November 2014 Retail Sales

Retail sales accelerated to November according to the Census Bureau.  After increasing 0.5 percent in October, the indicator grew 0.7 percent last month.  Retail sales have improved 3.8 percent on a year-to-date basis, and sales in November 2014 were 5.1 percent higher than in the same month last year.

Sales were strong despite falling gas prices.  This indicator does not adjust for price changes so the lower pump costs negatively impact the tally.  Increased retail sales while fuel prices fall mean Americans are spending money elsewhere within the economy at growing rate.  One area of strength in the period was autos-sales.  After climbing 0.8 percent a month earlier, vehicle purchases jumped 1.7 percent in November.  However, auto sales tend to be lumpy, so it is useful to look at retail sales after excluding cars and trucks; this measure still improved 0.5 percent after increasing 0.4 percent in October.  One of Atlas’ favorite components within the report is eating and drinking away from home; this is an extremely discretionary way in which consumers can spend money, and it has an intuitive substitute if Americans’ moods change, eating at home.  Restaurant and bar receipts grew 0.7 percent in November, very encouraging.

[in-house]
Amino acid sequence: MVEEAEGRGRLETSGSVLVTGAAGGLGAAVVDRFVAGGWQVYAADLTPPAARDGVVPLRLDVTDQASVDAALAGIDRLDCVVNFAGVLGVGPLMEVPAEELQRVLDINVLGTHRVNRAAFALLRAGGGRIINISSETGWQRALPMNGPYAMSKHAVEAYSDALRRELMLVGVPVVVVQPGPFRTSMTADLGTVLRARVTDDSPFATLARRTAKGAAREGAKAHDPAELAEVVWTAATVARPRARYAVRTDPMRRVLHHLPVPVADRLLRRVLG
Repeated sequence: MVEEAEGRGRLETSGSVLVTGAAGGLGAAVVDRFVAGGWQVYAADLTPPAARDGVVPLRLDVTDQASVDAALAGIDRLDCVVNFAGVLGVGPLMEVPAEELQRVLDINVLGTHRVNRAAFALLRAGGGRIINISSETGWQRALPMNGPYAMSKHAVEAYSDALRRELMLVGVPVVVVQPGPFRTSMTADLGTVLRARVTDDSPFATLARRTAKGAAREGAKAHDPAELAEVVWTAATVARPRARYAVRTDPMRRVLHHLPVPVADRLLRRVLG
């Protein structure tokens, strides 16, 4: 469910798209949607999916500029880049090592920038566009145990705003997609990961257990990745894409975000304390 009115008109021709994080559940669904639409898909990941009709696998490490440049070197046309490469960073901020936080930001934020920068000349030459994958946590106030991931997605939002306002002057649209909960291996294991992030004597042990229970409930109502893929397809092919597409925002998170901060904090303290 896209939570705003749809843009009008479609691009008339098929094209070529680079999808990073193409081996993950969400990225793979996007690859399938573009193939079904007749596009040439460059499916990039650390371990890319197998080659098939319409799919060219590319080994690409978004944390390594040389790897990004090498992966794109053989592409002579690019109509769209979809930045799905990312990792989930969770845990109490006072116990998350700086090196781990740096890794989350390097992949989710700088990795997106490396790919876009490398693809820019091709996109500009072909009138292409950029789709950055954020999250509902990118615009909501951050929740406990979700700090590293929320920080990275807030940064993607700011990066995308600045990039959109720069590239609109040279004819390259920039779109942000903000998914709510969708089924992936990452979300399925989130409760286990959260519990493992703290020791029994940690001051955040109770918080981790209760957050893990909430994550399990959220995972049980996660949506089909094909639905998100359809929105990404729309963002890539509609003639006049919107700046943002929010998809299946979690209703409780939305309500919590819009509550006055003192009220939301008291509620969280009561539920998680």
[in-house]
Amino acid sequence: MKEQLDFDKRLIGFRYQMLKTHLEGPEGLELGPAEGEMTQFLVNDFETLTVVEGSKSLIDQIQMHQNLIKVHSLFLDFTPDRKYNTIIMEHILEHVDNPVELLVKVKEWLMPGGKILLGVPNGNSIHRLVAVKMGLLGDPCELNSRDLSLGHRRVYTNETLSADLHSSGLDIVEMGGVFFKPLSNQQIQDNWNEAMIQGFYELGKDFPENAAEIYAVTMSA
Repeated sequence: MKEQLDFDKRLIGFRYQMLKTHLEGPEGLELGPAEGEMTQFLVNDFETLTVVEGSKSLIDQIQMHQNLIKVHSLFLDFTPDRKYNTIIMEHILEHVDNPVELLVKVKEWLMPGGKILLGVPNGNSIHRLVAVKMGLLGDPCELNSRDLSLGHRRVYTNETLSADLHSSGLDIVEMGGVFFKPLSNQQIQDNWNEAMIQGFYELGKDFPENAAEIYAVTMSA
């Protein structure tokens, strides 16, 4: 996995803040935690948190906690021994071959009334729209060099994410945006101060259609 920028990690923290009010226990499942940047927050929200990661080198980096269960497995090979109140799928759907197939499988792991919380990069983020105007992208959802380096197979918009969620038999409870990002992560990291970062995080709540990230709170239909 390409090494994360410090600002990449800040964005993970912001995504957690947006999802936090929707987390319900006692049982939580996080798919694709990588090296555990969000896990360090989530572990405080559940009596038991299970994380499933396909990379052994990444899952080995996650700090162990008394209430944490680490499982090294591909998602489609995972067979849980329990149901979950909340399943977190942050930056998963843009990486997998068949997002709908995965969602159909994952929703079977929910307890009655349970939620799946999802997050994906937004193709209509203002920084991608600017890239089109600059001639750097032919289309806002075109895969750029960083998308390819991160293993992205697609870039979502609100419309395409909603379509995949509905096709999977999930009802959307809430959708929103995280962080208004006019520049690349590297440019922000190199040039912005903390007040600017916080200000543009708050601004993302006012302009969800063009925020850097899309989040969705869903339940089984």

Retail sales are benefiting from an improving economy and simultaneously contributing to the growing strength of our nation’s output.  Continued labor market gains push more dollars into retail purchases as more Americans receive paychecks, and an uptick in store traffic will further justify additional hiring.  This pro-cyclicality should be bolstered by even lower gasoline prices in December, allowing 2014 to end economically strong.        (by C. Cox)